Bronwyn Elsmore dares to round the Horn and in doing so joins a select club that would horrify her mother.

You'll excuse me, I'm sure, if I sit with both elbows on the dining table. I'm allowed, you see.

The old tradition was that when a sailor had rounded the Cape of Good Hope, he could rest his left elbow on the board. To qualify for the right elbow, one had to be a veteran of passage around the notorious Cape Horn. There were few who could sit and rest both arm joints on the table or counter. A good number of candidates didn't survive to make their claim.

Having been a left-elbower for a while, veteran of the passage from the Indian Ocean westward into the South Atlantic, I recently jumped at the chance to complete the set. When I say I sailed across the Pacific and down the length of the South American coast, 17,000km one way, in order to achieve the feat, the fact is I paid my way on to a well-crewed modern vessel, along with a few hundred fellow passengers. And the term "sailed" is figurative considering the size of the diesel-electric engines powering our journey.

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Still, the fact remains that, as in past times, few people can claim to have done it. Most ships that take the southern route between the Pacific and Atlantic oceans navigate their way through the mass of islands that make up the south of Chile, and pass through one of the waterways that cut through the end of the continent.

Even that choice doesn't provide an easy option. Both the Strait of Magellan that separates the mainland from Tierra del Fuego, and the Beagle Channel further south have earned their reputations as notorious stretches of water.

The fabled "Horn" is an island, the south tip of Isla Hornos, the southernmost tip of the continent. From Ushuaia, Chile, on the Beagle Channel and the southernmost city on the globe, it's still a good day's steaming — past the Wollaston Islands, on to the Hermite Islands which, if not part of the world's southernmost national park, would surely be the least sought-after real estate on earth. Nevertheless, 40 years ago Argentina attempted a summertime invasion — perhaps the most short-lived in history as it was postponed within hours due to bad weather.

The island furthest south in the group, with 650km of stormy sea separating it from the ice of Antarctica, is Isla Hornos, and its cape is ill-famed, infamous and feared, for good reason.

Rather than turning to port at the Atlantic end of the Beagle Channel and making a run up into more equable temperatures, we turn to starboard and head toward the Southern Sea and the pole. No taking the easy option for us. The captain plans, if at all possible, to circumnavigate Isla Hornos. That achieved, all on board will be able to say with certainty that we have, indeed, rounded the Horn.

Finally, after much planning, anticipation and praying for good weather, here we are.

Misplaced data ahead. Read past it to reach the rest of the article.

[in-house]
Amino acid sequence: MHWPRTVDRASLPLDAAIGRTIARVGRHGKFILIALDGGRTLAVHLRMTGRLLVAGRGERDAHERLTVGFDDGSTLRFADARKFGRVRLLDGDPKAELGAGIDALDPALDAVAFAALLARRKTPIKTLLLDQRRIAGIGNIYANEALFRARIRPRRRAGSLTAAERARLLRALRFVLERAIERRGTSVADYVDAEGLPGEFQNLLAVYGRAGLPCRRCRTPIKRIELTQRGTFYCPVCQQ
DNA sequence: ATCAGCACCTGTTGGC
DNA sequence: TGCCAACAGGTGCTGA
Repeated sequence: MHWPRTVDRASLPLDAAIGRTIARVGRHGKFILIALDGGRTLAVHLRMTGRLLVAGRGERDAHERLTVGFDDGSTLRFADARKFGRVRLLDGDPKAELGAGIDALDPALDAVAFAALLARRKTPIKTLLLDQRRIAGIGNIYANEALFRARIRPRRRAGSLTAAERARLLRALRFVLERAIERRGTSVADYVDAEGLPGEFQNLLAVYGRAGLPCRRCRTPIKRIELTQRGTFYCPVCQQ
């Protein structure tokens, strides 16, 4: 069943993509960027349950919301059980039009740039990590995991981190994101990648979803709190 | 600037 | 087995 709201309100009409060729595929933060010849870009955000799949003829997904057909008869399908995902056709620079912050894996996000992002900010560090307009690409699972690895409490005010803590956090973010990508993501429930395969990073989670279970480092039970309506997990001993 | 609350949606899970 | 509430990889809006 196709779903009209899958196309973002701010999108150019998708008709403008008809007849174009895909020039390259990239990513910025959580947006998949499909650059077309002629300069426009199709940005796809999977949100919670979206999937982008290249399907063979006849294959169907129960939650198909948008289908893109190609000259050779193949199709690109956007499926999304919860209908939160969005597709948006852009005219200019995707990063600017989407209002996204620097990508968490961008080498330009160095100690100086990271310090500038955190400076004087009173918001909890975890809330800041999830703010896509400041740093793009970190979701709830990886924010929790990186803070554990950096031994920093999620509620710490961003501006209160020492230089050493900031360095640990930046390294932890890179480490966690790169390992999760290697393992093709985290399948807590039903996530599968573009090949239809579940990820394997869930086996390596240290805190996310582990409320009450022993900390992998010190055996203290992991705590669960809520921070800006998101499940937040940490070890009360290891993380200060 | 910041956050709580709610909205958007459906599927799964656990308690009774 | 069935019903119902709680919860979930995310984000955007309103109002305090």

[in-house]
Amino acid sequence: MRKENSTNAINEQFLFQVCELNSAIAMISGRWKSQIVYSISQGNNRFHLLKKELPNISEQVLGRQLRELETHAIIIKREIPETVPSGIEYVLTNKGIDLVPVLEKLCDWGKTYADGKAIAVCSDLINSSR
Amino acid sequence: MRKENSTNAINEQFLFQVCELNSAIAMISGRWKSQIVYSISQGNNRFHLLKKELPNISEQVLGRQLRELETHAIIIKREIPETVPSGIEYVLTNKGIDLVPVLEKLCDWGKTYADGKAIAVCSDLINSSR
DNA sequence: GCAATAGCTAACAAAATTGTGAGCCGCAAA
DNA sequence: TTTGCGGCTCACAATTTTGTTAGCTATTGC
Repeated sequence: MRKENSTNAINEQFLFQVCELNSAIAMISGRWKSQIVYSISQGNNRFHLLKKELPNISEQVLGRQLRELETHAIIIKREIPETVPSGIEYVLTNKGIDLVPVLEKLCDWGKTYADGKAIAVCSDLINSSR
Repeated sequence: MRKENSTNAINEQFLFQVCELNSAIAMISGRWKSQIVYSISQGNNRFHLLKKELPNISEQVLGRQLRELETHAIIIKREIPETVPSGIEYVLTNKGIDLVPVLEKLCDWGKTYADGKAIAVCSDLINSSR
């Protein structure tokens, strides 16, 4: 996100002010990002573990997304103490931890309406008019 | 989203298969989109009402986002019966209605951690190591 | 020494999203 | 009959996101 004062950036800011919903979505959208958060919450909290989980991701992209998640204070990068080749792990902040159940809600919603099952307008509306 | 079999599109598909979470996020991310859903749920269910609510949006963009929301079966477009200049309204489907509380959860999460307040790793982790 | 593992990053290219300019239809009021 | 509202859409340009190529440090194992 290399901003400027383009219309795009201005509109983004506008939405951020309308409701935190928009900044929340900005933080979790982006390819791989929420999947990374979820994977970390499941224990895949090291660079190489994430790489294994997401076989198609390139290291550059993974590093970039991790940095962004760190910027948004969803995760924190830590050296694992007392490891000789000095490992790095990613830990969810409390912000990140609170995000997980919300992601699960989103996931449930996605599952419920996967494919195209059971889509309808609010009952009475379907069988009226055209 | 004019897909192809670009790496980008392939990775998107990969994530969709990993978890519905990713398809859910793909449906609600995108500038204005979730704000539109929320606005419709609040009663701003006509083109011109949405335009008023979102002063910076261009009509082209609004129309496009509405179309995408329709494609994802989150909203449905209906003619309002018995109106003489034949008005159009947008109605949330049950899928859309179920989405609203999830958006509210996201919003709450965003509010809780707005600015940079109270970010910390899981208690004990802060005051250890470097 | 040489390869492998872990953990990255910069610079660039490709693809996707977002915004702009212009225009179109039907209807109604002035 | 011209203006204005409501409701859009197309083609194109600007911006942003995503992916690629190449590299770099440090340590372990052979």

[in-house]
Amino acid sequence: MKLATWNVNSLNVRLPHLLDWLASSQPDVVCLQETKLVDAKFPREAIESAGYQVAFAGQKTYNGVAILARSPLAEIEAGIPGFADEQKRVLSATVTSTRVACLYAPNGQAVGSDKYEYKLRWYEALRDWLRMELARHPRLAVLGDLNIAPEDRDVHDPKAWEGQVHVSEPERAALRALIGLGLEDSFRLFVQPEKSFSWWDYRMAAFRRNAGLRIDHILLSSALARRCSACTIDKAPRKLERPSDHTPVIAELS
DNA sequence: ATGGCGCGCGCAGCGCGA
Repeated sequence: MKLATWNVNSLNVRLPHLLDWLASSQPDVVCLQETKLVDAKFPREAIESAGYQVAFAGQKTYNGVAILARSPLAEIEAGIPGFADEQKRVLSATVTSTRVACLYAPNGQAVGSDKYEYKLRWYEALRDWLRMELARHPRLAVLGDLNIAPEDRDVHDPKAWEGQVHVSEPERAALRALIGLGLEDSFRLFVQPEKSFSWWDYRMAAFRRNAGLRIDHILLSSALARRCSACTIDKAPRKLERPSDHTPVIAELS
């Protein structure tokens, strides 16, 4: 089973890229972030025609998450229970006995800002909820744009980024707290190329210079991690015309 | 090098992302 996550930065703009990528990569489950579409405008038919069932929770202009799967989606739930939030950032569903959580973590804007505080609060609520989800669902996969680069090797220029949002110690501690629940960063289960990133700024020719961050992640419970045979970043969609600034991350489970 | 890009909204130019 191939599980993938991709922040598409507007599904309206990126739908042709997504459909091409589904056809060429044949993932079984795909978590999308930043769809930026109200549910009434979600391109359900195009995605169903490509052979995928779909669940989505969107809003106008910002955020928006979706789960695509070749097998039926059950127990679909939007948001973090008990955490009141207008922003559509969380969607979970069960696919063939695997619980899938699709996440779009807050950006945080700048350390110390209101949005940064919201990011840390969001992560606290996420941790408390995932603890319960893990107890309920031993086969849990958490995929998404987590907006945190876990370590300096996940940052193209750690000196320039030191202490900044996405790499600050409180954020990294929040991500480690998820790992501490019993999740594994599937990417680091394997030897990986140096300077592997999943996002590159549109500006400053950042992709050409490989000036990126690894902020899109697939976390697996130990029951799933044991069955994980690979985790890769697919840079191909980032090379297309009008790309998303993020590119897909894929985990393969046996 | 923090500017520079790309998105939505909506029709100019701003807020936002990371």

Around breakfast time we stand on deck, clad in polar fleece and padded jackets. The sky is grey, temperature just above freezing, wind at 4 on the Beaufort scale. The engines are managing the legendary currents, the surface of the top of Drake's Passage is as smooth as can be realistically hoped for, and there's not an iceberg in sight. Almost balmy for this part of the world, even in summer.

We're at the meeting point of the great oceans. On one side lies the Pacific, on the other the Atlantic. Across a short expanse of water stands a peak, about twice as high as Mt Maunganui, rocky, with scattered low vegetation. With the aid of binoculars and telephoto lens I can see the long building topped by the lighthouse that still serves to signal to mariners the end of the earth.

There's no chance of stopping ashore to view the Cape Horn memorial — a sculpture with a cut-out shape of an albatross — to the unknown number of seafarers who, over centuries, didn't live to tell the tale of their passage.

I give the lost souls a thought, a prayer, as we move past the headland that stands at the end of the inhabited world.

With the notch now etched into my sailcloth belt, I'm thinking of becoming a member of IACH, the International Association of Cape Horners. More intrepid commanders of ships that have made the passage can be admitted to Albatross class, lesser crewmembers inducted as Mollymawks or Cape Pigeons, but I'll be satisfied with entry into the Friend category.

Mine wasn't a merchant ship, as the rules first intended but I promise to uphold the aims of comradeship "which bind together the unique body of men and women who enjoy the distinction of having voyaged round Cape Horn".

Meanwhile, were my mother here she would look at my offending arms placed amid the cutlery and issue her customary phrase "all uncooked joints off the table".

What pleasure I'd take in being able to plant them even more firmly and respond, "I'm allowed. I have a certificate to prove it."

Checklist

GETTING THERE

Ponant's

14-day Adventure in Patagonia expedition cruise

sails the Strait of Magellan, the Beagle Channel and rounds Cape Horn. Departing from Valparaiso on November 1, 2019, fares start from $9288pp, twin share.